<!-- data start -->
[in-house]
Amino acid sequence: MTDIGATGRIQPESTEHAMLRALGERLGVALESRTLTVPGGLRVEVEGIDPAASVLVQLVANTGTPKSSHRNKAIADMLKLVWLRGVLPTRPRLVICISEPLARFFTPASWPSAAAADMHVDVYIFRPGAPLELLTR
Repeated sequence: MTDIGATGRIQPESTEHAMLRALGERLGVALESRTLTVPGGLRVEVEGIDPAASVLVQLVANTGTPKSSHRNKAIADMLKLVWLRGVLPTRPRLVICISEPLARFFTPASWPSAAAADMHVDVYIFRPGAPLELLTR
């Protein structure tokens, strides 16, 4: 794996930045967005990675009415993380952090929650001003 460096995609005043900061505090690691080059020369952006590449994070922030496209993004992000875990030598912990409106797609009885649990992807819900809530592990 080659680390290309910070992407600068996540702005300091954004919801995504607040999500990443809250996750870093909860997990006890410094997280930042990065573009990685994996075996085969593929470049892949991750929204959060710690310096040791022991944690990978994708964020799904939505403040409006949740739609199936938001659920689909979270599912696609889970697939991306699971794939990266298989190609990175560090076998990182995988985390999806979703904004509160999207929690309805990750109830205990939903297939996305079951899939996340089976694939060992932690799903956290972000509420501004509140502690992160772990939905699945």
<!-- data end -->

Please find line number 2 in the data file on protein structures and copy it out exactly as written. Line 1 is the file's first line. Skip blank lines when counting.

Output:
Amino acid sequence: MTDIGATGRIQPESTEHAMLRALGERLGVALESRTLTVPGGLRVEVEGIDPAASVLVQLVANTGTPKSSHRNKAIADMLKLVWLRGVLPTRPRLVICISEPLARFFTPASWPSAAAADMHVDVYIFRPGAPLELLTR